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Summary:

“In their own investor-presentation slides, they say things like, ‘We only want to serve the better homes’ ….. I think ultimately, legislators and regulators are going to decide, Is it fiber-to-the-home or fiber to the rich?,” Brian Roberts, CEO, Comcast, on Bells IPTV programs in Multichannel […]

“In their own investor-presentation slides, they say things like, ‘We only want to serve the better homes’ ….. I think ultimately, legislators and regulators are going to decide, Is it fiber-to-the-home or fiber to the rich?,” Brian Roberts, CEO, Comcast, on Bells IPTV programs in Multichannel News

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  1. We (2Wire) are partnering with SBC to develop their “U-Verse Homezone.” It combines SBC DSL, Echostar’s Dish Network, Yahoo! broadband content, and other partners for an unprecendented home entertainment service.

    Homezone enables SBC to provide a rich entertainment service to their entire footprint (40 million homes), not just where they intend to upgrade their network (18 million homes). Learn more about the service here.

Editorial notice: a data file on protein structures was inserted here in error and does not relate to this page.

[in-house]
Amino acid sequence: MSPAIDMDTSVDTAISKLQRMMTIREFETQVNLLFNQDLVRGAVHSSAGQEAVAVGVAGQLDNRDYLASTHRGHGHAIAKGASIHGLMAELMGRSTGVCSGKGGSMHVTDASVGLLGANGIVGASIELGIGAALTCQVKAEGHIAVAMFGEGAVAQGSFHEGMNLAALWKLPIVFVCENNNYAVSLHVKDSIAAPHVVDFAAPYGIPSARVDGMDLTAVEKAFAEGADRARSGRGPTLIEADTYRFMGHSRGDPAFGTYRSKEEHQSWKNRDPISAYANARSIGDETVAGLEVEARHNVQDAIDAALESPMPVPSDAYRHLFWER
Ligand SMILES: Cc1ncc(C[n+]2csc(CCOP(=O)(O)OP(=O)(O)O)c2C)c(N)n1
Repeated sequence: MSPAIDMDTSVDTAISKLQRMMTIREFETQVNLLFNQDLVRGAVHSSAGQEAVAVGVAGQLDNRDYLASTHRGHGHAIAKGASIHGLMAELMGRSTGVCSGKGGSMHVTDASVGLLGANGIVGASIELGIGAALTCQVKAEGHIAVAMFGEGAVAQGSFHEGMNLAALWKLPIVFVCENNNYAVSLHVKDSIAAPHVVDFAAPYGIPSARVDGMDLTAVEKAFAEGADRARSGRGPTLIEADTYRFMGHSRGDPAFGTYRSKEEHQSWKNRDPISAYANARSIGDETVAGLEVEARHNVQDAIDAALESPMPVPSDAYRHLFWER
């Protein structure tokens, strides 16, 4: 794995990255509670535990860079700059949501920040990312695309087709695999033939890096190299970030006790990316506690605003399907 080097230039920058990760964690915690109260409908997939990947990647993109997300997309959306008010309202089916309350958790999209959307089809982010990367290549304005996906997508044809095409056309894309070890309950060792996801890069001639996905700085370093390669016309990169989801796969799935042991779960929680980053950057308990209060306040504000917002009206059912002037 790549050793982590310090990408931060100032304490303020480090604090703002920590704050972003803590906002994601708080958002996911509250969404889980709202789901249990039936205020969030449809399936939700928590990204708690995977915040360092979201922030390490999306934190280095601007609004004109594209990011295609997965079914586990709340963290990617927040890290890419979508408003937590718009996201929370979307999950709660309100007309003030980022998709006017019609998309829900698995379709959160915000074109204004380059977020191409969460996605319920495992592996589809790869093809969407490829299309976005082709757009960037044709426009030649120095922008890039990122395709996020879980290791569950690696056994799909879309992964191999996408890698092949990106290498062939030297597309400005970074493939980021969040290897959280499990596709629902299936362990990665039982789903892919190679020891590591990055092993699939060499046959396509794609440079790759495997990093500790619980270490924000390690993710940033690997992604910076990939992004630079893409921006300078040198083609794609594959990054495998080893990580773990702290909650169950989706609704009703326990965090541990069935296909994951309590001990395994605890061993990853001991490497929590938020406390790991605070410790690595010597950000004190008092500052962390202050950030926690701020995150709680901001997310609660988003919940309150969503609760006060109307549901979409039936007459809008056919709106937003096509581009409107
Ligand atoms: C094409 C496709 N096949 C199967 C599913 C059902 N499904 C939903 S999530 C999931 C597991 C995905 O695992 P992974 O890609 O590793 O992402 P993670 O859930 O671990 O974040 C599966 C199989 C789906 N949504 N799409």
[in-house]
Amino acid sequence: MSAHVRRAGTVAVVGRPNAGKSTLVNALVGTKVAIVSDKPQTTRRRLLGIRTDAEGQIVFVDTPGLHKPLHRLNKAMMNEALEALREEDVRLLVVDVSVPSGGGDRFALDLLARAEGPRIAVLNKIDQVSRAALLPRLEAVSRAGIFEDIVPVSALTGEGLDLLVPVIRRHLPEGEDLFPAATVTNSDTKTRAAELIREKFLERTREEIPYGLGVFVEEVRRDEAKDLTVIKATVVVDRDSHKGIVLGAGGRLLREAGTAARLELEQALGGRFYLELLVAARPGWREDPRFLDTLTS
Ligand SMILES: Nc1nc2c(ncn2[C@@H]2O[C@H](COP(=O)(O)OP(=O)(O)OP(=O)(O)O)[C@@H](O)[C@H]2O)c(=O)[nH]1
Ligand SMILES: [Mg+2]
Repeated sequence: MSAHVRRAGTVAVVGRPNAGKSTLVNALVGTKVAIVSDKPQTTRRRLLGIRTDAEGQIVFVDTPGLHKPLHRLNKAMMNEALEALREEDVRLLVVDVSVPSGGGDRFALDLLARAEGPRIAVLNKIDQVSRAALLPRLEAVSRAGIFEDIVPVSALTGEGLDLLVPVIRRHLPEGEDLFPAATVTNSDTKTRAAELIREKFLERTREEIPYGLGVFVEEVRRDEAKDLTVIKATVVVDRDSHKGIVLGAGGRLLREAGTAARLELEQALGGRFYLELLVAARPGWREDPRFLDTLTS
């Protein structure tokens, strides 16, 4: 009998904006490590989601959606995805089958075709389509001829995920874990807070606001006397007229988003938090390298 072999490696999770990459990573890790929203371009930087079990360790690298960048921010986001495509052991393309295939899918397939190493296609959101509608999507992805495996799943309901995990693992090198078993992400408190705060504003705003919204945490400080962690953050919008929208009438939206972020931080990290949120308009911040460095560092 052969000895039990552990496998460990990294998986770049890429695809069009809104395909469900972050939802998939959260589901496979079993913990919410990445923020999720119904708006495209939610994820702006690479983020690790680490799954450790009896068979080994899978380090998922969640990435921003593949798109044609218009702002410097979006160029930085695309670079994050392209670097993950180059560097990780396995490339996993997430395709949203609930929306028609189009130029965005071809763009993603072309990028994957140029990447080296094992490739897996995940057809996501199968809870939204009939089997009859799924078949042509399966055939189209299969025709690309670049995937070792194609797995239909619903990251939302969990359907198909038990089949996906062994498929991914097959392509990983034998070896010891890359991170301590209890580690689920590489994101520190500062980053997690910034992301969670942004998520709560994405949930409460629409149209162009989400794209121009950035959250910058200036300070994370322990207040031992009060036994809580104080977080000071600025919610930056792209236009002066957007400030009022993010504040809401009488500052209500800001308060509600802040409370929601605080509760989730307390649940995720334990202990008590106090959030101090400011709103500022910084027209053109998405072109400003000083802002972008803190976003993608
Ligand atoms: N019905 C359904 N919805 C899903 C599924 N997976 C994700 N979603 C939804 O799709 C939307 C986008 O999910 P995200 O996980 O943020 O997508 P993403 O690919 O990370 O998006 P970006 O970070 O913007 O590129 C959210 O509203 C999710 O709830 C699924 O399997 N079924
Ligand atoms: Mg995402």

More DSL price cuts. Comcast’s acquisition spree. If recent news is anything to go by, the war between telcos and cable companies is fiercer than ever. But the next battle could be the most revealing yet.

    The first battle saw cable companies stepping into telco territory with the launch of VoIP services. They stole an early lead in the race to deliver a complete “triple-playâ€? of broadband voice, data and entertainment services.

    In the aftermath the telcos were quickly labelled as dinosaurs. They retaliated by partnering to offer bundled DSL access with satellite TV services. These steps into the home entertainment space have shown that telcos are more than capable of rolling out new services to customers – and that customers will buy them.